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Don't Call Them Dropouts report reveals personal stories of those who didn't graduate high school

“Don’t Call Them Dropouts,” the largest nationwide study of its kind to date, found students who leave high school without graduating do so not out of boredom or lack of motivation, but because they are overwhelmed by the effects of toxic living conditions on their daily lives, including homelessness, violent surroundings, abuse or neglect, catastrophic family health events, and the absence of caring adults who can help them stay in school.

“Over and over we heard from young people who wanted to stay in school, but multiple life events stood in their way of simply going to school and being able to concentrate on learning,” said Jonathan Zaff, executive director of the Center for Promise. “Gradually, they became overwhelmed. Perhaps most heart-breaking, they tried repeatedly and unsuccessfully to find adults who could help them.”

The study found that non-graduates typically leave school due to a cluster of factors, not a singular event. Participants described toxic living environments, often-violent homes, schools, or neighborhoods; instances of personal or family and health trauma; or unsafe, unsupportive school climates.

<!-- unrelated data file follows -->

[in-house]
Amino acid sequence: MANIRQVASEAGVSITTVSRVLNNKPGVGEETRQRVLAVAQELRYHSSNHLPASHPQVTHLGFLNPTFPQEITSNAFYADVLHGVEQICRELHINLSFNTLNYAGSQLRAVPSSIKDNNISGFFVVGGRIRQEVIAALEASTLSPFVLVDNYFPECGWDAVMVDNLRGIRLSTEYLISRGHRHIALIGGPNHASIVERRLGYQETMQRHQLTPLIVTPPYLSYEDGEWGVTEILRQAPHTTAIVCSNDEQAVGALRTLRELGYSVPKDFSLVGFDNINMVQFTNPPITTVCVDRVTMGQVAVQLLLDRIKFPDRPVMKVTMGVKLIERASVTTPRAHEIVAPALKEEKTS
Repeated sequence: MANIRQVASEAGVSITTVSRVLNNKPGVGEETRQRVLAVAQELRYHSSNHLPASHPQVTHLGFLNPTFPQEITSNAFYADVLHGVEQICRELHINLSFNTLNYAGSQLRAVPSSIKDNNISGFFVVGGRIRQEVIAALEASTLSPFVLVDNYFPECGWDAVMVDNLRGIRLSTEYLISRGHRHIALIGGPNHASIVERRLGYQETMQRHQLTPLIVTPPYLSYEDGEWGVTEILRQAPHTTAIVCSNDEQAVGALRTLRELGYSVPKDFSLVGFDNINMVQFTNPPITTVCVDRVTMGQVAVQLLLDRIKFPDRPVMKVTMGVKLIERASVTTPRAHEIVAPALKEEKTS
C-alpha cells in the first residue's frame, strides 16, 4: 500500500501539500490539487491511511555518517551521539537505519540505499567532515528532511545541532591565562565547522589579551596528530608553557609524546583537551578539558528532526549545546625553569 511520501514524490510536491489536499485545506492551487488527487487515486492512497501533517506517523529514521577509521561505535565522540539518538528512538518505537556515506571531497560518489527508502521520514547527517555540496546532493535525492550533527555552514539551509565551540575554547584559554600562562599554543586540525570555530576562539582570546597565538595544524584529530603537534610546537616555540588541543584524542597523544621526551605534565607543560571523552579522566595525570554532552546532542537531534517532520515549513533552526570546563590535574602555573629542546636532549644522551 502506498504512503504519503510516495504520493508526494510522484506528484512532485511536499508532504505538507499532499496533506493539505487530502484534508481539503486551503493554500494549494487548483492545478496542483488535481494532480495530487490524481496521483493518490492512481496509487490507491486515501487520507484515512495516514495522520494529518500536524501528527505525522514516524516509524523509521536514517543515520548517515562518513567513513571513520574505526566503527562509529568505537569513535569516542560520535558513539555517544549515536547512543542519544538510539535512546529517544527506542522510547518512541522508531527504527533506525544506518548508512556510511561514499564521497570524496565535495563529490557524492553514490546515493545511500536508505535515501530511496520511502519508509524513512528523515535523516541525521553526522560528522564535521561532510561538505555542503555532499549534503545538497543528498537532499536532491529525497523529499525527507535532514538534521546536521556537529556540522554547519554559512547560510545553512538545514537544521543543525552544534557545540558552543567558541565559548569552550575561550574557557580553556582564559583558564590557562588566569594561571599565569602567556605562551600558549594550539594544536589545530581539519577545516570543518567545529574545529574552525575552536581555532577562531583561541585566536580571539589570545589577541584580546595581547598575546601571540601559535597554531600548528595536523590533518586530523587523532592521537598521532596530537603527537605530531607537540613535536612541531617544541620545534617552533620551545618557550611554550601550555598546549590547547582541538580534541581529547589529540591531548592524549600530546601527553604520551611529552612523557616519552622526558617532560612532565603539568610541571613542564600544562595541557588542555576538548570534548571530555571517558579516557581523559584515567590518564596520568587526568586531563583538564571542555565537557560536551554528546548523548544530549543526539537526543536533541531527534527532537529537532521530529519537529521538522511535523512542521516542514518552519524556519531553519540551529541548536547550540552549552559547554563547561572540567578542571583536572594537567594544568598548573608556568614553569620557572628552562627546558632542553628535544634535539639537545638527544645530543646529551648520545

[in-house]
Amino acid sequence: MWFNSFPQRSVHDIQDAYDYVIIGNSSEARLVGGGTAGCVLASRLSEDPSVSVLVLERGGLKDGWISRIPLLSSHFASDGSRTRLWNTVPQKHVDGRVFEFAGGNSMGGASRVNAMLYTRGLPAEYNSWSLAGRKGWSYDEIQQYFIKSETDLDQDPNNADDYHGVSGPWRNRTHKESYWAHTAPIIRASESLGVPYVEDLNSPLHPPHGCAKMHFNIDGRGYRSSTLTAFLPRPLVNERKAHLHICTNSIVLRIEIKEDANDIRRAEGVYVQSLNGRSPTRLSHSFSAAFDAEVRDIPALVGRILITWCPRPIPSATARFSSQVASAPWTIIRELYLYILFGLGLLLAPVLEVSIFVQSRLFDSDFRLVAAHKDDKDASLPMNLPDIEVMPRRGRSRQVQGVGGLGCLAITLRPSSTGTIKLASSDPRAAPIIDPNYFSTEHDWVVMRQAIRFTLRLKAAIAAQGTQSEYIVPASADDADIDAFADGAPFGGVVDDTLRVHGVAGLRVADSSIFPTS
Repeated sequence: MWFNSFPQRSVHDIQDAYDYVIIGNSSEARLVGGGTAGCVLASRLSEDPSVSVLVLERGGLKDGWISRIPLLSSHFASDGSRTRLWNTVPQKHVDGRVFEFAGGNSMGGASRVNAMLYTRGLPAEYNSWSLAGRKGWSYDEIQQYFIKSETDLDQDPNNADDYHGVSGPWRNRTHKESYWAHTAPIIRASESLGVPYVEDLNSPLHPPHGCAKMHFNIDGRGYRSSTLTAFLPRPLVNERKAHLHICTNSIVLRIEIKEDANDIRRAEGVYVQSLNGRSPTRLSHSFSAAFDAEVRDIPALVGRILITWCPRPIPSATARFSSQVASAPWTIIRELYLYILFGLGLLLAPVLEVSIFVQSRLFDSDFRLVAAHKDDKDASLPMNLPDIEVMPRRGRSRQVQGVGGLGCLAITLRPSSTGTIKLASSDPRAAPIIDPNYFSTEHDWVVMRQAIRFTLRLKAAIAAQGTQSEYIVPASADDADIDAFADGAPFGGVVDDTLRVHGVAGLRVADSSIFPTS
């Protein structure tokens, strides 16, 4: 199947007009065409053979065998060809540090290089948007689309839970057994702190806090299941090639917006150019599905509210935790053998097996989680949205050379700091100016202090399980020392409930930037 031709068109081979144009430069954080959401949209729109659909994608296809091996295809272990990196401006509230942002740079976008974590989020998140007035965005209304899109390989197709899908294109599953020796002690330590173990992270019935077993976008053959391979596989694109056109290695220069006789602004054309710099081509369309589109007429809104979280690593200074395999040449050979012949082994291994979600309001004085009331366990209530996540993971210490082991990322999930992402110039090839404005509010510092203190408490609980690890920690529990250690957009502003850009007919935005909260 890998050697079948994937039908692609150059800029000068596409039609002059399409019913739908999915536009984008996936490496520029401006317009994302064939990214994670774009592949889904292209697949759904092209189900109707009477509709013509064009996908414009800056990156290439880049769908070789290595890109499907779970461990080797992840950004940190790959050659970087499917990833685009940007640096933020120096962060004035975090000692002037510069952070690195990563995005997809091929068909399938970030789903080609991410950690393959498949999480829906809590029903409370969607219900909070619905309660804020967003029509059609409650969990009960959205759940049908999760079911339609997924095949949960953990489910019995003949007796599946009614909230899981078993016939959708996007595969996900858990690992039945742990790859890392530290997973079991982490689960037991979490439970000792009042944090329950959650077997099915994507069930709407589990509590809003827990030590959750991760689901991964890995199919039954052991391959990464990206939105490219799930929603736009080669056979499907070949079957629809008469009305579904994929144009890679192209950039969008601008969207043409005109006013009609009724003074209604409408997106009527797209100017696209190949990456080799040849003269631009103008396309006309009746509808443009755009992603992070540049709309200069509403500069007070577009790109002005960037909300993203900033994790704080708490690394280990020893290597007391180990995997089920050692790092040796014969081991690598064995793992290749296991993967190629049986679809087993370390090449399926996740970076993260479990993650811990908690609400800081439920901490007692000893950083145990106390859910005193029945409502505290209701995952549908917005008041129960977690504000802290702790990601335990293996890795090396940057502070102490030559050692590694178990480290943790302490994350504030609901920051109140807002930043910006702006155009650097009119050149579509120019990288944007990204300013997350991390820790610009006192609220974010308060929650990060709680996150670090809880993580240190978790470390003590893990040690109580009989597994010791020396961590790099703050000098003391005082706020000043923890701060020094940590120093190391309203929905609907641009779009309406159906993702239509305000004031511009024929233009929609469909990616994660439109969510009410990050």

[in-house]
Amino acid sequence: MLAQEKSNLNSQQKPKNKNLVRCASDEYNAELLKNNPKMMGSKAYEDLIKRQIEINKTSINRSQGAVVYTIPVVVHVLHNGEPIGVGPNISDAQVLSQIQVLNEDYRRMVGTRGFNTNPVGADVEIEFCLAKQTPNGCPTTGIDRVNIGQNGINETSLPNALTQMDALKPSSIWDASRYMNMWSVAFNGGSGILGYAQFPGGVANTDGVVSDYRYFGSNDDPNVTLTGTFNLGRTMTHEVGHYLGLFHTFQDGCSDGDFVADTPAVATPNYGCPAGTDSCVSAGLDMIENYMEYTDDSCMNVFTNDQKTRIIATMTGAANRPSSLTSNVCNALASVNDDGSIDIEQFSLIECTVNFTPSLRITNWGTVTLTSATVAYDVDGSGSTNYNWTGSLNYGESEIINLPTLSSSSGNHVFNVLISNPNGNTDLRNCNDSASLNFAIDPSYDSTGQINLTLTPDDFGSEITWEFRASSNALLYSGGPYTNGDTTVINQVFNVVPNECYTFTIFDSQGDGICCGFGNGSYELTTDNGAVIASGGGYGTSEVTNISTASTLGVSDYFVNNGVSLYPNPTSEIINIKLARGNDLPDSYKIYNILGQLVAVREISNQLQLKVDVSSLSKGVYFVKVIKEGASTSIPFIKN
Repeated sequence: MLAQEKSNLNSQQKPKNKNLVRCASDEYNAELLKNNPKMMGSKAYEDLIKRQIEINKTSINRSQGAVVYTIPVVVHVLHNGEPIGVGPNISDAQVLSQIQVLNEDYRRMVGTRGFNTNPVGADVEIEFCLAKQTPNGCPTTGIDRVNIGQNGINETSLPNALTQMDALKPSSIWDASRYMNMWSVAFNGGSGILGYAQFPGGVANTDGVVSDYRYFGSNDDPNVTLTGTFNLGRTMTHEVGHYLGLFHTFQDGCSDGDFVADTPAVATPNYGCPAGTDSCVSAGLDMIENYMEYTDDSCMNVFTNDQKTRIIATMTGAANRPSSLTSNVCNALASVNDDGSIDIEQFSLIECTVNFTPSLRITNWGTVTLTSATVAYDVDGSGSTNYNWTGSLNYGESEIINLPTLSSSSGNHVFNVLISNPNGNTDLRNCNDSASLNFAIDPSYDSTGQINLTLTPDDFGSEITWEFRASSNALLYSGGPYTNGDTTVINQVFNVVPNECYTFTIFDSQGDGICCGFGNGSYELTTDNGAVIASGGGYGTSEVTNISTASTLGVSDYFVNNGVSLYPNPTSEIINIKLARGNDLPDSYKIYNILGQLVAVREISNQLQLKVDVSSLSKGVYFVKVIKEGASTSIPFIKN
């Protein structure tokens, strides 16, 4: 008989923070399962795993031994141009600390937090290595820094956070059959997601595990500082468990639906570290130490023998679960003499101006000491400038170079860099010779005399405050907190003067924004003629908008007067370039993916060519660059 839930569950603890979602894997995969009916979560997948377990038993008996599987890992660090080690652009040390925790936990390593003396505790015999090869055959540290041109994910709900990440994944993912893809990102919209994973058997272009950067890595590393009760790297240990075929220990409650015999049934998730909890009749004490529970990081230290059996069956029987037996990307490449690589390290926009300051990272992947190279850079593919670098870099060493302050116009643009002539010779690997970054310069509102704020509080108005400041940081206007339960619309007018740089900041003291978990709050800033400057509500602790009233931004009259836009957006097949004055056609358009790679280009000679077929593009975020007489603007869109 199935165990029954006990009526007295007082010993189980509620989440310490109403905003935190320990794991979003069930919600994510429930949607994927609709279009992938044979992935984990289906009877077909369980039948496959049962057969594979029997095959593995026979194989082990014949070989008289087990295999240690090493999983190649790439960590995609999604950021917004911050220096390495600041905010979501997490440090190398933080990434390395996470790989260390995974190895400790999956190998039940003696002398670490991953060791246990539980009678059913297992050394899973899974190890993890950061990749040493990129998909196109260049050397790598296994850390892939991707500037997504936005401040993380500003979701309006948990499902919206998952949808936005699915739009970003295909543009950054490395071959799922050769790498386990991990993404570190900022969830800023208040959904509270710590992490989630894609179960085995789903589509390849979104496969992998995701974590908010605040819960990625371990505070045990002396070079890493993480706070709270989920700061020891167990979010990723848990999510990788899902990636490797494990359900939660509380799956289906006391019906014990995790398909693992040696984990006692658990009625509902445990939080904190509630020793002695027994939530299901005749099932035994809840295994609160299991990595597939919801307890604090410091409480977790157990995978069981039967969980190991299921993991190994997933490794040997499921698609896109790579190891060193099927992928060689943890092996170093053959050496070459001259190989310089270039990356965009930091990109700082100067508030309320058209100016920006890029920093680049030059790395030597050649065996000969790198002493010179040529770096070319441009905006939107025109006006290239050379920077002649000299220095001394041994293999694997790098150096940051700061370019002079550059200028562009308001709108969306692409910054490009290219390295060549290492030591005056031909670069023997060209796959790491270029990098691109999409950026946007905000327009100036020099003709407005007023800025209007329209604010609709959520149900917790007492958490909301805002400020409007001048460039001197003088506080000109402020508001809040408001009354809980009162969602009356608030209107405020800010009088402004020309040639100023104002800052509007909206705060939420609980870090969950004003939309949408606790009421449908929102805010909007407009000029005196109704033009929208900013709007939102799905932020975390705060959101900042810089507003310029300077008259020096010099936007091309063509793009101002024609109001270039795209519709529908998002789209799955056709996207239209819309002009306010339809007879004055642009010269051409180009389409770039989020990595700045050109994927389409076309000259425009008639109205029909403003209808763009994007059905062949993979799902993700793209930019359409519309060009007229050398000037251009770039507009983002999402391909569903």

Participants said they consistently seek supportive connections with others, which can either lead them toward or away from school. For the most part, young people who did not graduate on time felt they were without anyone to set them on a path to success.

Youth repeatedly said they did not “drop out,” but instead stopped going to school to cope with their immediate circumstances, such as going to work to support their family, helping a sick family member, or finding a safe and secure home. Of those surveyed who were back completing their education, connecting with a supportive adult and re-engagement program often provided that path to success.

Based on the insights from youth participants, “Don’t Call Them Dropouts” includes five recommendations for reducing the dropout rate and supporting at-risk youth:

  1. Listen to young Americans who are struggling to get through high school, as they offer unique perspectives and even overlooked truths about what is occurring in their lives.
  2. Surround the highest-need young people with extra supports, including early warning systems such as those whose attendance, behavior, and course performance suggest they may need extra support to stay in school.
  3. Create and support high-touch community navigators to help at-risk youth cope with multiple adverse life events.
  4. Follow the evidence to find effective solutions. Both large-scale studies and evaluations of individual programs suggest what it takes to support at-risk youth.
  5. Place young people in central roles for designing and implementing responses. Youth play an important role in finding solutions, not only through their activism, but also by sharing their stories of challenge and ultimate triumph.


See the full report and related content here.